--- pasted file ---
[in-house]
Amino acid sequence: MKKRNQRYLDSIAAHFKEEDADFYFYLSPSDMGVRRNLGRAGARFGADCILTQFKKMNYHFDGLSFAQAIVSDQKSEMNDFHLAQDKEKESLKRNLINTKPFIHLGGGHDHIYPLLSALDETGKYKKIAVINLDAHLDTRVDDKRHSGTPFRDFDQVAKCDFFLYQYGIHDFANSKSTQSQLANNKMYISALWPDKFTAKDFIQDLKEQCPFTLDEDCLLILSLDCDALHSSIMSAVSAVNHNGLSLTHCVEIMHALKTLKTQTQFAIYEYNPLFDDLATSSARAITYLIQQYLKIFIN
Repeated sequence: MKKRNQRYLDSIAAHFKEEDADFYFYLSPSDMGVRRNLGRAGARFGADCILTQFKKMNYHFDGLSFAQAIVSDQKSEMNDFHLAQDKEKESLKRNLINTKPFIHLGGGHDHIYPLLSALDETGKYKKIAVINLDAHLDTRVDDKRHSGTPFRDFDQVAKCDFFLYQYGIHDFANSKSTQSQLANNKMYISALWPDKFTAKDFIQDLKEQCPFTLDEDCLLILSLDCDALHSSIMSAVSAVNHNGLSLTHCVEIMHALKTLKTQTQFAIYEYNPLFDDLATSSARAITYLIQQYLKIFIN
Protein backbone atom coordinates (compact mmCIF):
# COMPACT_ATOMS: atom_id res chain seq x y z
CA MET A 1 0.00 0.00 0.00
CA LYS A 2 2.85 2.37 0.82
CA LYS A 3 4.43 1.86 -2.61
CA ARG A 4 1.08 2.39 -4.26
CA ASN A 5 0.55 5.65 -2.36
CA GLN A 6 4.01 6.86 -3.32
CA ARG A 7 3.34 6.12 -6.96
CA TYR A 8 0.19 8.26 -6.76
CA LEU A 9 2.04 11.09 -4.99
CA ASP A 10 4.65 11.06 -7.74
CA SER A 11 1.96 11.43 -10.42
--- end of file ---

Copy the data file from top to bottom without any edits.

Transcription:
[in-house]
Amino acid sequence: MKKRNQRYLDSIAAHFKEEDADFYFYLSPSDMGVRRNLGRAGARFGADCILTQFKKMNYHFDGLSFAQAIVSDQKSEMNDFHLAQDKEKESLKRNLINTKPFIHLGGGHDHIYPLLSALDETGKYKKIAVINLDAHLDTRVDDKRHSGTPFRDFDQVAKCDFFLYQYGIHDFANSKSTQSQLANNKMYISALWPDKFTAKDFIQDLKEQCPFTLDEDCLLILSLDCDALHSSIMSAVSAVNHNGLSLTHCVEIMHALKTLKTQTQFAIYEYNPLFDDLATSSARAITYLIQQYLKIFIN
Repeated sequence: MKKRNQRYLDSIAAHFKEEDADFYFYLSPSDMGVRRNLGRAGARFGADCILTQFKKMNYHFDGLSFAQAIVSDQKSEMNDFHLAQDKEKESLKRNLINTKPFIHLGGGHDHIYPLLSALDETGKYKKIAVINLDAHLDTRVDDKRHSGTPFRDFDQVAKCDFFLYQYGIHDFANSKSTQSQLANNKMYISALWPDKFTAKDFIQDLKEQCPFTLDEDCLLILSLDCDALHSSIMSAVSAVNHNGLSLTHCVEIMHALKTLKTQTQFAIYEYNPLFDDLATSSARAITYLIQQYLKIFIN
Protein backbone atom coordinates (compact mmCIF):
# COMPACT_ATOMS: atom_id res chain seq x y z
CA MET A 1 0.00 0.00 0.00
CA LYS A 2 2.85 2.37 0.82
CA LYS A 3 4.43 1.86 -2.61
CA ARG A 4 1.08 2.39 -4.26
CA ASN A 5 0.55 5.65 -2.36
CA GLN A 6 4.01 6.86 -3.32
CA ARG A 7 3.34 6.12 -6.96
CA TYR A 8 0.19 8.26 -6.76
CA LEU A 9 2.04 11.09 -4.99
CA ASP A 10 4.65 11.06 -7.74
CA SER A 11 1.96 11.43 -10.42